Fun historical facts about the English language

English is a widespread language. It is spoken by millions of people around the world and it is used as an official language of many countries, industries and organisations.


The English language is the result of centuries of different nationalities mixing. For example, the Norman conquest of England in the 11th century brought French language influences. In the 12th century, Belgian immigrants brought Flemish to England.


The modern English we recognise today began in the 14th century and now English evolves alongside international media consumption and technology.



Here are some other fun facts you might not know about the history of the English language!



1. Months are named incorrectly!


‘October’, ‘November’ and ‘December’ are misleading words. In Latin, ‘octingenti’ means 8, ‘novem’ means 9 and ‘decem’ means 10, but of course these months are actually the 10th, 11th and 12th of the year.


This is because January and February are newer months. They were inserted into the calendar by the Romans and shifted every other month along.



2. Universal English is fairly new


The first English language dictionary was published in 1755. Before standardisation thanks to dictionaries and the printing press, there were no official universal spelling for any object.



3. The word ‘girl’ did not always refer to a specific gender


Like countless words in the English language, its meaning has evolved over time. Until the late 1400s, the term meant simply ‘child’!



4. English contains many ghost words


These do not refer to a spooky supernatural creature! Instead these are words that are published in a dictionary accidentally but were never actually used in practise. Ghosts words are terms that have been published in dictionaries as a result of errors, misunderstandings or mistranslations.


Examples include ‘phantomnation’, ‘morse’ and ‘gravy’!



5. English was once a gendered language


Like within German, for example, Old English words were either masculine, feminine or neuter. This use of gender in English declined from the 11th century as English went through waves of different influences. Today, the language is not gendered at all.



6. Our greetings have an interesting past


Some of the most common greetings in the English language are ‘goodbye’ and ‘hello’, and they both have interesting origins. ‘Goodbye’ comes from the phrase ‘God be with you’, used to wish people wellness as you left them.


‘Hello’ is surprisingly only about 150 years old. It comes from ‘hail’, which is linked to ‘health’. ‘Hello’ itself began as a greeting used to express surprise and was then popularised with the invention of the telephone. For many English speakers, it is still the automatic word to say when they answer a call!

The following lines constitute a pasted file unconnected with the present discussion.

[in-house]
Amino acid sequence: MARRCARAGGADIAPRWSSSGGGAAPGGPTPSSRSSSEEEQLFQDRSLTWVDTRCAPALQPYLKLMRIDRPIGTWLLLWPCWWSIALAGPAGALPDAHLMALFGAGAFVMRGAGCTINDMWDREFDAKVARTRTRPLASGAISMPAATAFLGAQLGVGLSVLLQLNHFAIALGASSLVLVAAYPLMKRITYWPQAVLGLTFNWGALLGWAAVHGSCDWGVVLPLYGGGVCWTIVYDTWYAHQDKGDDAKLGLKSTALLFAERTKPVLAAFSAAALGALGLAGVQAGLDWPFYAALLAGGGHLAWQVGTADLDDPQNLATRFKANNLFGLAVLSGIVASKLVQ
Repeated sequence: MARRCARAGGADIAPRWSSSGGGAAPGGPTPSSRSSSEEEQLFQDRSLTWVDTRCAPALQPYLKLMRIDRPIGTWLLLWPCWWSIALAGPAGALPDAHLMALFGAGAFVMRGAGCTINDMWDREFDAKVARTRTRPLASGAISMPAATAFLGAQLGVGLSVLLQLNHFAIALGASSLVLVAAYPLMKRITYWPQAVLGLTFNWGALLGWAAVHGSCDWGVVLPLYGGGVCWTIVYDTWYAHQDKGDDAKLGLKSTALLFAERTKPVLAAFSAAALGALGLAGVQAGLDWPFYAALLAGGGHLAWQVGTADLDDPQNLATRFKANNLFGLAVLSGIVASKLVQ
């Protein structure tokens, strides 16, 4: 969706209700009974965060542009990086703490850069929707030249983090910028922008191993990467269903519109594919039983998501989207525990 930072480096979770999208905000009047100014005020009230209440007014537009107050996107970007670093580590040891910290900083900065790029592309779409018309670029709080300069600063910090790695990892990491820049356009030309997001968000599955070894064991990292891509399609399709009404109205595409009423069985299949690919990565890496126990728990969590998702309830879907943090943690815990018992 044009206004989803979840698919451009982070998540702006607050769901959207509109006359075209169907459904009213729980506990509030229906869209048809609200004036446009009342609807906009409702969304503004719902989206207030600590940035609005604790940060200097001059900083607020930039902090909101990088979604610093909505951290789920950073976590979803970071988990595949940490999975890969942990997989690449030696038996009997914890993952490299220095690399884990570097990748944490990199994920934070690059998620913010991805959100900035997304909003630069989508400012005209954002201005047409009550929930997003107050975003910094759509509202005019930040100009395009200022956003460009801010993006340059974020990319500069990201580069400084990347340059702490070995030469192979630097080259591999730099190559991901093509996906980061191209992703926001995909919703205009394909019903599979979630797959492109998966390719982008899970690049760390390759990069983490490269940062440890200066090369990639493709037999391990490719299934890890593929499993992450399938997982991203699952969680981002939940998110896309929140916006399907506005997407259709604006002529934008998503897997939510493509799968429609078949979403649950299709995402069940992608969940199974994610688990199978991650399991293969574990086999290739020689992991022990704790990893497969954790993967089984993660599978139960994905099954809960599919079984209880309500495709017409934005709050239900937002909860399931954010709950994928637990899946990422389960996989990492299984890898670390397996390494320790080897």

7. English is different around the world


British English and American English spellings vary and many of the differences between the two are because of just one man.


Noah Webster published one the first American English dictionaries in 1828. In it, he decided to drop the ‘u’ from ‘colour’ and ‘honour’ (creating ‘color’ and ‘honor’) and changed ‘theatre’ and ‘centre’ to ‘theatre’ and ‘center’.


Webster also changed the spelling of ‘magic’ and ‘risk’, which were originally ‘magik’ and ‘risque’. Today, Webster’s spellings of these words have been adopted by British English, too.



8. Shakespearean language is still with us


William Shakespeare has had a huge influence over the English language. The playwright and poet lived between 1564 and 1616 and in this time invented 1,700 words. Many (such as ‘gloomy’, ‘laughable’, ‘critic’ and ‘bloody’) are still used today!



9. Our letters have changed over time


Before using the Latin alphabet, English was written in Anglo Saxon runes.


Old English was written in runes until the 8th century. Next came the Old English Latin alphabet, consisting of 24 letters. 20 of these can still be found in today’s English alphabet.



10. English has spread globally


English is an official language of 67 countries around the world and colonialism has played a big part in this. Great Britain once had sovereign rule over dozens of countries across all continents and during this time spread the English language.



Learn English from native tutors at Think English. Follow our Twitter page for more fun English facts!


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